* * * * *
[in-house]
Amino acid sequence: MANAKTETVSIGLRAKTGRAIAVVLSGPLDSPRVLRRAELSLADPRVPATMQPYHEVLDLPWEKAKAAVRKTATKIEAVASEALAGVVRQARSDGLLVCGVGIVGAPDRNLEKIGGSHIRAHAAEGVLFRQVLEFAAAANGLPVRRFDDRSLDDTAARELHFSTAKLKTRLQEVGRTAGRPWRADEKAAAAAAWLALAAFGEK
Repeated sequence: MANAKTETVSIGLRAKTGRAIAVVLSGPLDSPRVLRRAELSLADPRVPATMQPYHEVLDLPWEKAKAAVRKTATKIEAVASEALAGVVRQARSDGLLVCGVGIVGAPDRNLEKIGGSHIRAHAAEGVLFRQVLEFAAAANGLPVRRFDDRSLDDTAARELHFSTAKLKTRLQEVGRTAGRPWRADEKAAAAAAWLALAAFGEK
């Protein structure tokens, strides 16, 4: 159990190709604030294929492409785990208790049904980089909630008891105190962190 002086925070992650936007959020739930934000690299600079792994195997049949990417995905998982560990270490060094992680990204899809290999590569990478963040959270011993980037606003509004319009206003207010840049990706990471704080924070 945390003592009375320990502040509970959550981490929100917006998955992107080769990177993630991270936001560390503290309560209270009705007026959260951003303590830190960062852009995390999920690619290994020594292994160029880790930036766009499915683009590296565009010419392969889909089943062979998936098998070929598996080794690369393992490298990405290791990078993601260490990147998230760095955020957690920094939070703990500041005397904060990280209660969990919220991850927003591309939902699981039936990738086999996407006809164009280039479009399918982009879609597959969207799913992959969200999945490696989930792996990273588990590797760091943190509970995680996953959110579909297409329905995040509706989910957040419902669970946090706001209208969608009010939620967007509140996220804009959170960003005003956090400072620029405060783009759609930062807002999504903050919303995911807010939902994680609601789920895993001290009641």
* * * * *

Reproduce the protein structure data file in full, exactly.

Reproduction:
[in-house]
Amino acid sequence: MANAKTETVSIGLRAKTGRAIAVVLSGPLDSPRVLRRAELSLADPRVPATMQPYHEVLDLPWEKAKAAVRKTATKIEAVASEALAGVVRQARSDGLLVCGVGIVGAPDRNLEKIGGSHIRAHAAEGVLFRQVLEFAAAANGLPVRRFDDRSLDDTAARELHFSTAKLKTRLQEVGRTAGRPWRADEKAAAAAAWLALAAFGEK
Repeated sequence: MANAKTETVSIGLRAKTGRAIAVVLSGPLDSPRVLRRAELSLADPRVPATMQPYHEVLDLPWEKAKAAVRKTATKIEAVASEALAGVVRQARSDGLLVCGVGIVGAPDRNLEKIGGSHIRAHAAEGVLFRQVLEFAAAANGLPVRRFDDRSLDDTAARELHFSTAKLKTRLQEVGRTAGRPWRADEKAAAAAAWLALAAFGEK
């Protein structure tokens, strides 16, 4: 159990190709604030294929492409785990208790049904980089909630008891105190962190 002086925070992650936007959020739930934000690299600079792994195997049949990417995905998982560990270490060094992680990204899809290999590569990478963040959270011993980037606003509004319009206003207010840049990706990471704080924070 945390003592009375320990502040509970959550981490929100917006998955992107080769990177993630991270936001560390503290309560209270009705007026959260951003303590830190960062852009995390999920690619290994020594292994160029880790930036766009499915683009590296565009010419392969889909089943062979998936098998070929598996080794690369393992490298990405290791990078993601260490990147998230760095955020957690920094939070703990500041005397904060990280209660969990919220991850927003591309939902699981039936990738086999996407006809164009280039479009399918982009879609597959969207799913992959969200999945490696989930792996990273588990590797760091943190509970995680996953959110579909297409329905995040509706989910957040419902669970946090706001209208969608009010939620967007509140996220804009959170960003005003956090400072620029405060783009759609930062807002999504903050919303995911807010939902994680609601789920895993001290009641």